Having the opportunity to come to CMU, I now see the differences in university entrepreneurship between the US and Portugal. In Portugal we don’t have a campus where it all happens, where all fields of study come together. A business student generally takes only business-related courses and a CS student doesn’t study business. Another important difference is the passion for entrepreneurship that is really strong in the US, whereas in Portugal students are not seen as drivers for innovation, or instigators of high growth ventures. This is supported by the fact that in the US there are real examples of companies created by young students like Facebook, eBay and Microsoft.
All these arguments make it sound like entrepreneurship in Portugal is not the way out of the current crisis, but that is not the truth. We do have entrepreneurial spirit. We do have successful entrepreneurs who believe in Portugal and have the capabilities to be disruptive. We do have entrepreneurs like Mário who makes students believe we can make it happen. We do come in the top 25 most entrepreneurial countries in the world. We really were one of the first entrepreneurs when we discovered the “new world” more than 500 years ago. All we need as students is to believe that is possible; we need someone who has “been there, done that”, because sometimes that’s all we need to jump start ourselves.
As a country we are waking up, and the university entrepreneurship environment in Portugal is changing, with associations like Acredita Portugal (Believe Portugal), NOVA Entrepreneurship Society, which has an objective to foster entrepreneurship among non-business related individuals and students, and with access to seed stage funds/incubators backed by real entrepreneurs, like SeedCapital. By observing Portuguese students, one can see that things are changing.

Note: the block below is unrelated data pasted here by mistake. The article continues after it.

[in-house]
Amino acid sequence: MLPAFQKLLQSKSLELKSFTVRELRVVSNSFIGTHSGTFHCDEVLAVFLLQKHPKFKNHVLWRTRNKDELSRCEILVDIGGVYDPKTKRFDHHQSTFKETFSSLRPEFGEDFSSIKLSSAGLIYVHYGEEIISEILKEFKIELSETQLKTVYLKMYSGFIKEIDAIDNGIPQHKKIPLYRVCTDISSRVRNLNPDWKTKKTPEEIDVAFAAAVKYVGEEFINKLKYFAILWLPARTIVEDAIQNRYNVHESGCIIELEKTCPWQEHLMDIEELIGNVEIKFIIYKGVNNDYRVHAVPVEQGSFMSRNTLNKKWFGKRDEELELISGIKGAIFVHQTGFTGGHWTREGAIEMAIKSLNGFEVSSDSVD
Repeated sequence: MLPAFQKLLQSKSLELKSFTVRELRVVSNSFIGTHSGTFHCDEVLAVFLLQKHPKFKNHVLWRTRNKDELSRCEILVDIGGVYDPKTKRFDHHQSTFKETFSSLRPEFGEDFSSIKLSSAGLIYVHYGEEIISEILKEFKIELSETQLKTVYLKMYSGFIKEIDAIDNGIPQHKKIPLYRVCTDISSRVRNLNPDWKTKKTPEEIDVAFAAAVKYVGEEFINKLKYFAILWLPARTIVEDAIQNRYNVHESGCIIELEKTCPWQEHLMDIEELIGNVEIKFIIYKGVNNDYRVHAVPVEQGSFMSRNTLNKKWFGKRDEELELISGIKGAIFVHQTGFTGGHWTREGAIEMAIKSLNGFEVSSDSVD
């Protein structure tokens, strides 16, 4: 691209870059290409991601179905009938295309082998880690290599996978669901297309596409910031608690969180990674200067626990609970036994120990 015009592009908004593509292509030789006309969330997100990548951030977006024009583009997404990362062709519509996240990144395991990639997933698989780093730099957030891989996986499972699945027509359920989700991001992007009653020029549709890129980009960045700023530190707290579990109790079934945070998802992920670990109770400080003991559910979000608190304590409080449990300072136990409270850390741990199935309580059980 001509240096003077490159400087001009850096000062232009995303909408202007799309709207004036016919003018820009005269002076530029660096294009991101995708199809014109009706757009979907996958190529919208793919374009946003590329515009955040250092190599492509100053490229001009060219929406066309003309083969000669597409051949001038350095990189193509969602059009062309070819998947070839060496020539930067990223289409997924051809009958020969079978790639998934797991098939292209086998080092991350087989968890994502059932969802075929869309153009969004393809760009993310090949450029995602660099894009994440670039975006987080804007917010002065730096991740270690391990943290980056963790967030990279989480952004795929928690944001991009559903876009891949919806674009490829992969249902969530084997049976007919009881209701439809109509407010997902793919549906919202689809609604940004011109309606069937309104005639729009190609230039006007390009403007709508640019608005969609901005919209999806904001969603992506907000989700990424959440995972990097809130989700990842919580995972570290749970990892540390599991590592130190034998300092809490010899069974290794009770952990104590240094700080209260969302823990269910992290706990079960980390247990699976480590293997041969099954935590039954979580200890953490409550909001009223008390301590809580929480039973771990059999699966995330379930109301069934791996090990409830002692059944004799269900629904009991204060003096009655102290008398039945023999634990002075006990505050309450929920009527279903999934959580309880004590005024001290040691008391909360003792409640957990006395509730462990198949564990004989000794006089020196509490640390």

We are better prepared than ever to face the real world, we are more willing to take risks and to do it in our way – even if it’s a different way, challenging the status quo – and we want to do it because we want to help our country, to create value for our community, and we want to jump start Portugal. The lack of entrepreneurship values and weak entrepreneurial environment is changing with a new generation of high-growth Portuguese entrepreneurs and young people willing to bet big, willing to expand beyond their comfort zone, who are ready to think with a worldwide focus and compete with companies from all over the world, and who will lead Portugal to be the “West Coast of Europe”, like 500 years ago!
João Nuno Vasco Henriques is an exchange student from Católica-Lisbon, Portugal, currently studying at Carnegie Mellon University. He will graduate with a masters in finance in 2012. João has worked for a Portuguese startup and is a rugby national championship winner.